This training session will review what is required for the submission of a successful purchasing requisition. We will review basic purchasing requirements as well the legal requirements for purchases.

Stop, Collaborate, and Listen: Tutoring Tips and Advising Assistance
RJ Wills Lecture Hall
10-11 a.m.
Tuesday, August 14
Kate Earney, Instructor of English, and Jonathan Purkiss, Instructor of English

This workshop will provide information for faculty members who are interested in learning more about the tutoring and advising services provided in the CHARTS Collaboration Center.

Travel
BTC Tom Steves Room, 222
10:30 a.m.-11:50 a.m.
Tuesday, August 14
Casey Johnson, Administrative Coordinator

The training class will review the requirements necessary to submit a successful travel requisition. Topics of discussion will include the do's and don'ts per UA-PTC and the State of Arkansas.

Faculty Advising: A Panel Discussion
RJ Wills Lecture Hall
11-11:50 a.m.
Tuesday, August 14
Moderator: April Hearne, Chair of Business and Information Technology

UA-PTC is moving to a new case management and proactive advising approach that includes faculty as key advisors for students with declared majors. Listen and learn from different faculty from across campus on how they advise our students.

Blackboard for Academic Advising
RJ Wills Lecture Hall
12-12:50 p.m.
Tuesday, August 14
Jasmine Williams, Curriculum, Assessment and Technology Specialist; Jonathan Purkiss, Instructor of English; and Kirsten Heintz, Instructor of Speech

Be prepared for your Academic Advising duties by using Blackboard as a case management tool. Review the Academic Advising Blackboard shell built to assist you with your students' needs.

Inventory Processes
BTC Tom Steves Room, 222
1-2:20 p.m.
Tuesday, August 14
Alexander Binci, Director of Purchasing, Inventory, and Travel, and Sara Osborne, Mail and Shipping Supervisor

This training session will review the requirements of Purchasing, Inventory Control, and Mail & Shipping during the full life cycle of purchased inventory. We will cover the correct process flow for ordered items, tracking inventory while being used by UA-PTC, and disposal of commodities once they have reached the end of their useful life.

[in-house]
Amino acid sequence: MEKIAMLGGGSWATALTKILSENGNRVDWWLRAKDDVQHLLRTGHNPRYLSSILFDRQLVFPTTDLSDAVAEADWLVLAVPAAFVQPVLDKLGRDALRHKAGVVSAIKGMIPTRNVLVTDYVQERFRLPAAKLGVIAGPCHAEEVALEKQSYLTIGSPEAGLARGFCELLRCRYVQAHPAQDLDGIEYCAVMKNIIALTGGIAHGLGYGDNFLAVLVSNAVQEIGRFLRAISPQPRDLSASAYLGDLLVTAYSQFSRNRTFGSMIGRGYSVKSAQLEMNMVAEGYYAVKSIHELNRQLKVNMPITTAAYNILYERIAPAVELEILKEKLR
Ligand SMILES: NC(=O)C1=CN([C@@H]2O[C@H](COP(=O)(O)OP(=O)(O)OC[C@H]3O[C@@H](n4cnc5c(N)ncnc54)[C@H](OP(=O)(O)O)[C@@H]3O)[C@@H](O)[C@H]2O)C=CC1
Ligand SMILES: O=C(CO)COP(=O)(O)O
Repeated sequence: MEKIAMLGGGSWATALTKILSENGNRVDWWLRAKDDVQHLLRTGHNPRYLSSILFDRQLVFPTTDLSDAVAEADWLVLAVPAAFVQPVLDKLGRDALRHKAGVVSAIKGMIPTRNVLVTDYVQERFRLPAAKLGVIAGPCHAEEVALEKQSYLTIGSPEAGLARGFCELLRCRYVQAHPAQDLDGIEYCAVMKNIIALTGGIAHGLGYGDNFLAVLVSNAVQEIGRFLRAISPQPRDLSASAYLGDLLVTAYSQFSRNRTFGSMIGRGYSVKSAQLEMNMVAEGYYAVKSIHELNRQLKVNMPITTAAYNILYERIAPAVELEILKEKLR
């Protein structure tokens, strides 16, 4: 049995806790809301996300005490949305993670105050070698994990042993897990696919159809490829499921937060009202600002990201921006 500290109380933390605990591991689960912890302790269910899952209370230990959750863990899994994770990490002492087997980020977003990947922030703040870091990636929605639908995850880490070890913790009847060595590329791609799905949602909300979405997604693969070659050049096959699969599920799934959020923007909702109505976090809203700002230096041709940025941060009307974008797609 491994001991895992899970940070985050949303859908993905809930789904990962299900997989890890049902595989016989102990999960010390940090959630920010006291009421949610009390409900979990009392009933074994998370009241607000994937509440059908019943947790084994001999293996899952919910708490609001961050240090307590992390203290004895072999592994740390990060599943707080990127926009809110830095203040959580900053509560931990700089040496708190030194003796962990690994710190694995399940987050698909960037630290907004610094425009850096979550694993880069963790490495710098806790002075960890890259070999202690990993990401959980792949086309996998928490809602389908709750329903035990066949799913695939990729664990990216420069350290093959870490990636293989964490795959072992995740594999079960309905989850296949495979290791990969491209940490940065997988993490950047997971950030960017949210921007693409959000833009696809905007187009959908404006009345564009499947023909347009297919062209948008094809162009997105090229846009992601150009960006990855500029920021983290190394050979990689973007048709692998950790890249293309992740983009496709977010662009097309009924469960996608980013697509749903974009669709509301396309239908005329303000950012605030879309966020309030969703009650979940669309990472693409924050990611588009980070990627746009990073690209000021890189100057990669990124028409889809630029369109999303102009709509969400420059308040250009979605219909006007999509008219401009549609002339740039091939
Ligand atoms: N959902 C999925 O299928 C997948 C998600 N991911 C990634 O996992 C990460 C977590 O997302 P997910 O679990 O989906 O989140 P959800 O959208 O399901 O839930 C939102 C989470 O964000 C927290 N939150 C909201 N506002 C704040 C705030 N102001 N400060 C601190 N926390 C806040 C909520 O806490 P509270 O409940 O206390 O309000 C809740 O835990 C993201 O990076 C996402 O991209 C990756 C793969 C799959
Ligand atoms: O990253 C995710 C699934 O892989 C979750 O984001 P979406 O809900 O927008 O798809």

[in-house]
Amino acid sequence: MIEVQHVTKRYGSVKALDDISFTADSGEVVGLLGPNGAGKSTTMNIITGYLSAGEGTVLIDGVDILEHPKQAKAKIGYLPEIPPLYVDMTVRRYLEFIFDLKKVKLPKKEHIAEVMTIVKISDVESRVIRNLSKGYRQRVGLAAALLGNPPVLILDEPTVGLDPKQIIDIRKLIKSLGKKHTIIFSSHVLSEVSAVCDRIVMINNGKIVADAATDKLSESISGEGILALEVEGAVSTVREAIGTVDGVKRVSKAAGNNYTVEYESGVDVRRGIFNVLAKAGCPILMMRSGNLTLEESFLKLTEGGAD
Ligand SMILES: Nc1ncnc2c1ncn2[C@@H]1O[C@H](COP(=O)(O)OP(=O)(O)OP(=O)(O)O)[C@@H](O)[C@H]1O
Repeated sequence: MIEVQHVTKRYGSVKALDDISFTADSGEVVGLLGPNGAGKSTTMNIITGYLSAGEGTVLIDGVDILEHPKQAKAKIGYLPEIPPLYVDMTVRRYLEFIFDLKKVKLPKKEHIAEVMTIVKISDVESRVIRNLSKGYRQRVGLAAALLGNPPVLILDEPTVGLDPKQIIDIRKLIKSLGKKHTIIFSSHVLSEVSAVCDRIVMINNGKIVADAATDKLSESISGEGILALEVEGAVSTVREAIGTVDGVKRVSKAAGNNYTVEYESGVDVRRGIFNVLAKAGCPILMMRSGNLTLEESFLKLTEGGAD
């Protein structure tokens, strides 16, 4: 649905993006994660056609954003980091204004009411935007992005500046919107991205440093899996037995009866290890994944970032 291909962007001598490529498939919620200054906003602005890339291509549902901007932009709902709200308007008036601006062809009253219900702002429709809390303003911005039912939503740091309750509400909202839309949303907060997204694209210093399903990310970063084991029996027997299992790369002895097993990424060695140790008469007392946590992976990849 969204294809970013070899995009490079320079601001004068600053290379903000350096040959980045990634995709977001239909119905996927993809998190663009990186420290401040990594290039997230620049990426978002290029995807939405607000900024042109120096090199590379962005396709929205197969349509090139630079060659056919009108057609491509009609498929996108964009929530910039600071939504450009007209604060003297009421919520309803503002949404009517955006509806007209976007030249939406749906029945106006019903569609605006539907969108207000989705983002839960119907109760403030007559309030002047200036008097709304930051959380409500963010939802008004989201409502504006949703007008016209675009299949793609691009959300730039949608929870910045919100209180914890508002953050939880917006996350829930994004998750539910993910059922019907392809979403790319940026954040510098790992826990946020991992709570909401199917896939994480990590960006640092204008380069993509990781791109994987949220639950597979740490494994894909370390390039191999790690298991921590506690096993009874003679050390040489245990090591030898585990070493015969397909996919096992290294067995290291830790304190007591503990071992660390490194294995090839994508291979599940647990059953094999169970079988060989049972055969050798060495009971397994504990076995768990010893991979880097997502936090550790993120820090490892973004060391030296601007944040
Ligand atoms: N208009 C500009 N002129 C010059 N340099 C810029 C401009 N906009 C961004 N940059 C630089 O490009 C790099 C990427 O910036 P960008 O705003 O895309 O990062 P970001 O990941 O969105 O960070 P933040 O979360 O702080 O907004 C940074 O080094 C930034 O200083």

Be Your Own Copycat: Copying Content in Blackboard
RJ Wills Lecture Hall
1-1:20 p.m.
Tuesday, August 14
Jasmine Williams, Curriculum Assessment and Technology Specialist
Start the next semester with a reduced workload by using the copy features in Blackboard to transfer your course material.

Tips for Faculty Advising
RJ Wills Lecture Hall
1:30-2:20 p.m.
Tuesday, August 14
Kimberly Kwee, Instructor of Art; Jonathan Purkiss-Jones, Instructor of English; Nicolette Smith, Instructor of Philosophy; Kirsten Heintz, Instructor of Speech Communication

In this session, you will learn tips and gain helpful advice about faculty advising. The session will focus specifically on advising for transfer degrees.

The Tipping Point: A Conversation on Diversity & Inclusion within the Offices of Higher Ed
BTC Tom Steves Room, 222
2-3:20 p.m.
Tuesday, August 14
Adora Curry, Advancement Marketing Manager

This workshop is designed to provide participants a safe space to have a candid conversation about how race relations and cultural differences play out within the offices on campus. We will identify various types of implicit bias and together design a best practice model for creating a healthier, respectful, and more inclusive work environment.

Having Fun?
RJ Wills Lecture Hall
2:30-3:20 p.m.
Tuesday, August 14
Jim Porter, Instructor of Biology

Teachers traditionally love their jobs but all of us are susceptible at times to being overwhelmed by our responsibilities and find ourselves thinking that teaching doesn't seem to be as fun as it used to be. This seminar will present statistical data on research investigating which teaching methodologies (IE. practice tests, repetition, homework, etc.) achieve the best retention of knowledge for this generation of students - but with a focus on incorporating them into an enjoyable and interactive environment. Best of all, these techniques have been shown to work regardless of what class is being taught.